Howard, an architectural enthusiast who seems to know the details of every house in the neighborhood, said Ain’s design philosophy runs counter to the current taste for enormous houses and architectural display. “It’s the housing equivalent of fast food. Maximum calories and minimal nutrition.”
Rosenbach said she became aware of Ain when John Entenza, a friend of her first husband, recommended buying in the new Mar Vista tract. The editor of the Arts and Architecture magazine, Entenza became famous for sponsoring the Case Study Houses, a series of prototype houses commissioned from different architects.
Rosenbach remembers meeting the architect. “When he was talking about his work, [Ain] was very serious. Other than that, he had a wonderful sense of humor.”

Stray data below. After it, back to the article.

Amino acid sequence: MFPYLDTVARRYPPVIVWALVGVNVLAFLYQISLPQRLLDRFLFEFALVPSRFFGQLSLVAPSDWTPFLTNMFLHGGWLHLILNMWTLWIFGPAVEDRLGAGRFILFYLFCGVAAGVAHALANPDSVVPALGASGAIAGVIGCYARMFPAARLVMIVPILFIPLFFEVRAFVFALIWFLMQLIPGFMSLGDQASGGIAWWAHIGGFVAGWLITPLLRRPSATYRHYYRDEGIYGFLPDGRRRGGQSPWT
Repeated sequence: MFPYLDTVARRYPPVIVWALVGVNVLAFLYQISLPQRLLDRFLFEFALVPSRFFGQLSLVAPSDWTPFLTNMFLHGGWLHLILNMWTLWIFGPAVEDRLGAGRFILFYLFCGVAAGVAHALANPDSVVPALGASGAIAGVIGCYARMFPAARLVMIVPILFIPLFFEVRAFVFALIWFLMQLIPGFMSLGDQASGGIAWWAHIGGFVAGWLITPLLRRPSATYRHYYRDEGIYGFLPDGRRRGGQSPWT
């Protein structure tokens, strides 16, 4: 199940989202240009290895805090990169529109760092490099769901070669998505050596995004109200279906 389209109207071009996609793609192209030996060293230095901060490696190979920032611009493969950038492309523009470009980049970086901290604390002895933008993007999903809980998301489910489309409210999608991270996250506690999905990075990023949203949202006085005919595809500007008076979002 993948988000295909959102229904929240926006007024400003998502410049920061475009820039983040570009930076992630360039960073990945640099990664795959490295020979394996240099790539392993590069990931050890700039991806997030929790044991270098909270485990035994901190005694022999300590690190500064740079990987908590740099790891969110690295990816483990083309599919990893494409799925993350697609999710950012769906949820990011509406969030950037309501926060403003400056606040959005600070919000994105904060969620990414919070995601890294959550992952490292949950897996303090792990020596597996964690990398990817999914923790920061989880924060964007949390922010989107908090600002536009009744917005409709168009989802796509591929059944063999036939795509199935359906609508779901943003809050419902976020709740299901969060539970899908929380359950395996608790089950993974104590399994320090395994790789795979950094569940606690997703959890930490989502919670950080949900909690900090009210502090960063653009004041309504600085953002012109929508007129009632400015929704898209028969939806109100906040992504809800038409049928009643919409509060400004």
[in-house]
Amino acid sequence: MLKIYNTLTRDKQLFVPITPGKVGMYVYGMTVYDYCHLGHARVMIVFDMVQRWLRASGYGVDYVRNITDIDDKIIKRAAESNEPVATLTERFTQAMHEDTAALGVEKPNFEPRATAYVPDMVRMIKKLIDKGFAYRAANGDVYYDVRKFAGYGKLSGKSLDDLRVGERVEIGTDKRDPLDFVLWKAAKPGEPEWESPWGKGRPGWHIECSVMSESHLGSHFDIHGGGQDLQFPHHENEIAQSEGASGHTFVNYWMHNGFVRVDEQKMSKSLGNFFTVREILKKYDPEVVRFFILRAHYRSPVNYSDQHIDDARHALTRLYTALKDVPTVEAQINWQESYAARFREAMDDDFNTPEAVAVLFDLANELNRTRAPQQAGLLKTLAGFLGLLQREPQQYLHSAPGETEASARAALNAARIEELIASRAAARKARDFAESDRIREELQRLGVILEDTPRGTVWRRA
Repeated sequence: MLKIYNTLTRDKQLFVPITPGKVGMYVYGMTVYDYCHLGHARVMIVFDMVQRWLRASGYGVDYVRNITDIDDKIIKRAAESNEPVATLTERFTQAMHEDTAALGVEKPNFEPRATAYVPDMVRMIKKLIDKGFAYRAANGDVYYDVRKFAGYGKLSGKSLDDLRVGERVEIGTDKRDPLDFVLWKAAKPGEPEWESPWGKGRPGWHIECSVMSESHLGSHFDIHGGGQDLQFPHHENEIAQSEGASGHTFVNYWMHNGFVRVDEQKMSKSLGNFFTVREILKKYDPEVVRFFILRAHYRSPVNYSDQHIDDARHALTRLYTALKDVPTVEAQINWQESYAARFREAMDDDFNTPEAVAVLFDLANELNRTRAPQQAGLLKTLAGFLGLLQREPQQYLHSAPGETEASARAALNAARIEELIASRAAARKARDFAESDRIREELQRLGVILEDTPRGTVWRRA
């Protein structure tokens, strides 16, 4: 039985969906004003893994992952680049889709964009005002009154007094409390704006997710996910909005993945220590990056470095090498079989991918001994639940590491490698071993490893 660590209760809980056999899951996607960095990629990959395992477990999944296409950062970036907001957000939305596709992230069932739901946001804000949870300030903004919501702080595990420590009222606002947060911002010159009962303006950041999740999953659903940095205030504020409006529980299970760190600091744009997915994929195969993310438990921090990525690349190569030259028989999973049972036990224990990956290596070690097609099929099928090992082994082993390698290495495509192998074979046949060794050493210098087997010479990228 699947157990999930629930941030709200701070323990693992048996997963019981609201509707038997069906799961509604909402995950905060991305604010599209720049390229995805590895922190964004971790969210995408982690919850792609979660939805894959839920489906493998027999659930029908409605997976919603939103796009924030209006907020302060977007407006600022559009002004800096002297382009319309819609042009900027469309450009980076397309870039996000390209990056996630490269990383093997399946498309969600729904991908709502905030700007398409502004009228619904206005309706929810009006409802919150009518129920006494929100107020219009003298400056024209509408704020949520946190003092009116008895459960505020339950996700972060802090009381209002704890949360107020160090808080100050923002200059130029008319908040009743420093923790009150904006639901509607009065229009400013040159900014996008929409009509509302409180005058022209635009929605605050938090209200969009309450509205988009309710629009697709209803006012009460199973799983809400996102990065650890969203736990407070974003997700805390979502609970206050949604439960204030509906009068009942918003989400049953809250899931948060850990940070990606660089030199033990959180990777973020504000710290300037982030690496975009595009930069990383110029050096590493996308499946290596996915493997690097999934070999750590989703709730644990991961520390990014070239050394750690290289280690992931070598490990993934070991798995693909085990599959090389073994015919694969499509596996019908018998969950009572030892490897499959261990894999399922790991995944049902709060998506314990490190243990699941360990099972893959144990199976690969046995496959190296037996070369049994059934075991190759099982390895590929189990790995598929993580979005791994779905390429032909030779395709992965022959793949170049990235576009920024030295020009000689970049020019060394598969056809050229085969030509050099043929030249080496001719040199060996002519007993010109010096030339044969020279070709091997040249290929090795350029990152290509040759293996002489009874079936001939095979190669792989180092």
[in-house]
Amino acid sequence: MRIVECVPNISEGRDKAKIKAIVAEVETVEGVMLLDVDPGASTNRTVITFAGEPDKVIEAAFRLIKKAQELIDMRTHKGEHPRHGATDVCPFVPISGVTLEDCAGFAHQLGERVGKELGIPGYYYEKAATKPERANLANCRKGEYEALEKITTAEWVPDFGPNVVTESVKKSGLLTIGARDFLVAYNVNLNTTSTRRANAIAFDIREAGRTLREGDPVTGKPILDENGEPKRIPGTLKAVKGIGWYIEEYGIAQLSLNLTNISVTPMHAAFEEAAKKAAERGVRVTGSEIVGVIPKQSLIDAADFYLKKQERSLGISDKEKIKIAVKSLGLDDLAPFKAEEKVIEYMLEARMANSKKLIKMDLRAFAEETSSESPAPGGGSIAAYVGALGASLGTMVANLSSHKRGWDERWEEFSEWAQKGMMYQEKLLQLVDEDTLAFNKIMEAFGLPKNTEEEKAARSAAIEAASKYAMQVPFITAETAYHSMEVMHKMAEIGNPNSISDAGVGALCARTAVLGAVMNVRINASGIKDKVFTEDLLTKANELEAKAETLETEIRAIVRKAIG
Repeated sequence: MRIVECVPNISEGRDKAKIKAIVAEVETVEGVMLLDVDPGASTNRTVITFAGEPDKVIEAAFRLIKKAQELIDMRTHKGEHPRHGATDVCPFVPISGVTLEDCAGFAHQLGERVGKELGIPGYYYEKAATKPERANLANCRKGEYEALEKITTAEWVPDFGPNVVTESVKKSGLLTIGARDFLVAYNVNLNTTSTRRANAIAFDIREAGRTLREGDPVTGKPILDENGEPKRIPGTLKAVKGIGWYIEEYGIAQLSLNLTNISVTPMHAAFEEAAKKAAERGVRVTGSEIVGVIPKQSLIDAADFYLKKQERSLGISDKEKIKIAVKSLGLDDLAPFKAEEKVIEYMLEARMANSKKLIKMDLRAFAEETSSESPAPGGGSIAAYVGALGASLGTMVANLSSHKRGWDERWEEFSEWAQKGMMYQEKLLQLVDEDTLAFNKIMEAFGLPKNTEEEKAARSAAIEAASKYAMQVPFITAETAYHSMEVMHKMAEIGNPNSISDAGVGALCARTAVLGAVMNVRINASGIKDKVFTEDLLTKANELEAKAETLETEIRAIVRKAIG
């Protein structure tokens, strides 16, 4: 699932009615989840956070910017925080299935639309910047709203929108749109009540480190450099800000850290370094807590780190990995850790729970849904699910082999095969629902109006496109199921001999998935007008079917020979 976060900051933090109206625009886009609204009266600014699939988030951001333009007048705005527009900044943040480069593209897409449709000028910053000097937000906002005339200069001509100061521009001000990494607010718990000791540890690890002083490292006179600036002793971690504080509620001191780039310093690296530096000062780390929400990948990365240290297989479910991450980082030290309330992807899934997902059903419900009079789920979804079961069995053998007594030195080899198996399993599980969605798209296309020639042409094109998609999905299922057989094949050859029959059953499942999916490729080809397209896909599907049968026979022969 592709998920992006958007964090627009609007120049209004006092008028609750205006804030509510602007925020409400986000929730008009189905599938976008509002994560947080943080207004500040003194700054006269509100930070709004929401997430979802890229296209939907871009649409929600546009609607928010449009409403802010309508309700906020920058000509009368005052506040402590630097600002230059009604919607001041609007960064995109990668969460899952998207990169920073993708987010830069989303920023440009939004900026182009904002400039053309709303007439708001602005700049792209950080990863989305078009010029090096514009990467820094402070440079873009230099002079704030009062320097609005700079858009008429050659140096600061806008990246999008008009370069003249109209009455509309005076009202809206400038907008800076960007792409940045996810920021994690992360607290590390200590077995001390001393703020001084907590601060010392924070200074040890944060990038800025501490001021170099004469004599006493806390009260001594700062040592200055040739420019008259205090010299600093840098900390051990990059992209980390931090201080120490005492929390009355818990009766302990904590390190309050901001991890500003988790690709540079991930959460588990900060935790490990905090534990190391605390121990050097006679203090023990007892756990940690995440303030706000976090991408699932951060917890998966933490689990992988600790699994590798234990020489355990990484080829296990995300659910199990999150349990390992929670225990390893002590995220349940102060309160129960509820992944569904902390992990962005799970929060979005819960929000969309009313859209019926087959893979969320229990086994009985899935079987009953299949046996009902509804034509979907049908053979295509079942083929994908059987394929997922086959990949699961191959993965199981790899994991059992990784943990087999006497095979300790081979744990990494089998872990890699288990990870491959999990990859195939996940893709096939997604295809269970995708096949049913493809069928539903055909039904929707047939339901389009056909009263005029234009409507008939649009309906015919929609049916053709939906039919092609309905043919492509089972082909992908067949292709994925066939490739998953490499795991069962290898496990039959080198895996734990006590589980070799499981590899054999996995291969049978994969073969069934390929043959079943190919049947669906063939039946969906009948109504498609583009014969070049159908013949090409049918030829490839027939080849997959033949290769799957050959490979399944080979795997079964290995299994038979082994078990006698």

Michaelsen, however, said she never heard of Ain when she bought her home in the 1960s and came to admire it before she learned of the architect.
“You can’t improve on the design,” she said. “There is nothing to get tired of, it’s so simple and clean.”
Morris Newman can be reached at Morris_Newman@sbcglobal.net.
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Self-driving tour of Ain’s houses
Gregory Ain’s Mar Vista Tract will be one of five Historic Preservation Overlay Zones featured in the 2nd annual “At Home With History” self-driving tour on April 6, 10 a.m. to 4 p.m. Advance tickets required: $30. For information, call the L.A. Conservancy, (213) 623-2489, or visit www.laconservancy.org.